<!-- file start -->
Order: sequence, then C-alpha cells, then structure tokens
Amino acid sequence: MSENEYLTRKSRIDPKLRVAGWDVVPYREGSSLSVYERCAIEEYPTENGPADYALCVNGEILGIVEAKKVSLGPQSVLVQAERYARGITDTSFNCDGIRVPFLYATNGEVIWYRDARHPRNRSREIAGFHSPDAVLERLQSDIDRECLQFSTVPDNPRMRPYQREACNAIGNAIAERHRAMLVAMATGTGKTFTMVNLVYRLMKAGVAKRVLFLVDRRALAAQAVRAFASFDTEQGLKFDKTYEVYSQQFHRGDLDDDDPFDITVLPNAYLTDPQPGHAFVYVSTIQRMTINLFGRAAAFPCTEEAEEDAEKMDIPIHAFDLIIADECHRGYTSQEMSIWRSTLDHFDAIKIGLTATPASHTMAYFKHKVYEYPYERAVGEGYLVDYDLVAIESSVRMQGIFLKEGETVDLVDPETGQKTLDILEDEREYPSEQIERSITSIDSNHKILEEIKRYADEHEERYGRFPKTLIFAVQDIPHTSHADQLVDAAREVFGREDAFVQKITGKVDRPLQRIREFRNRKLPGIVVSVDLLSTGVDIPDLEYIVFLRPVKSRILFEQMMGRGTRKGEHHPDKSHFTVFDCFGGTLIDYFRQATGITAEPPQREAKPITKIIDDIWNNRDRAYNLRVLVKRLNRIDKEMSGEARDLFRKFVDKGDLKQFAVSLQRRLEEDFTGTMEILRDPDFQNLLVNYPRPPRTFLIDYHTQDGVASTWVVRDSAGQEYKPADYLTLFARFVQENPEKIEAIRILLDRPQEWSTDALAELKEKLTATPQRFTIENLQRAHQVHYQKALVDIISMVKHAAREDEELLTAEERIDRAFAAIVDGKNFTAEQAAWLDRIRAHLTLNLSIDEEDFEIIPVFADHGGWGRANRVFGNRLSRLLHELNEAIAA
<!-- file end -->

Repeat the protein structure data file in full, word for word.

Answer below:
Order: sequence, then C-alpha cells, then structure tokens
Amino acid sequence: MSENEYLTRKSRIDPKLRVAGWDVVPYREGSSLSVYERCAIEEYPTENGPADYALCVNGEILGIVEAKKVSLGPQSVLVQAERYARGITDTSFNCDGIRVPFLYATNGEVIWYRDARHPRNRSREIAGFHSPDAVLERLQSDIDRECLQFSTVPDNPRMRPYQREACNAIGNAIAERHRAMLVAMATGTGKTFTMVNLVYRLMKAGVAKRVLFLVDRRALAAQAVRAFASFDTEQGLKFDKTYEVYSQQFHRGDLDDDDPFDITVLPNAYLTDPQPGHAFVYVSTIQRMTINLFGRAAAFPCTEEAEEDAEKMDIPIHAFDLIIADECHRGYTSQEMSIWRSTLDHFDAIKIGLTATPASHTMAYFKHKVYEYPYERAVGEGYLVDYDLVAIESSVRMQGIFLKEGETVDLVDPETGQKTLDILEDEREYPSEQIERSITSIDSNHKILEEIKRYADEHEERYGRFPKTLIFAVQDIPHTSHADQLVDAAREVFGREDAFVQKITGKVDRPLQRIREFRNRKLPGIVVSVDLLSTGVDIPDLEYIVFLRPVKSRILFEQMMGRGTRKGEHHPDKSHFTVFDCFGGTLIDYFRQATGITAEPPQREAKPITKIIDDIWNNRDRAYNLRVLVKRLNRIDKEMSGEARDLFRKFVDKGDLKQFAVSLQRRLEEDFTGTMEILRDPDFQNLLVNYPRPPRTFLIDYHTQDGVASTWVVRDSAGQEYKPADYLTLFARFVQENPEKIEAIRILLDRPQEWSTDALAELKEKLTATPQRFTIENLQRAHQVHYQKALVDIISMVKHAAREDEELLTAEERIDRAFAAIVDGKNFTAEQAAWLDRIRAHLTLNLSIDEEDFEIIPVFADHGGWGRANRVFGNRLSRLLHELNEAIAA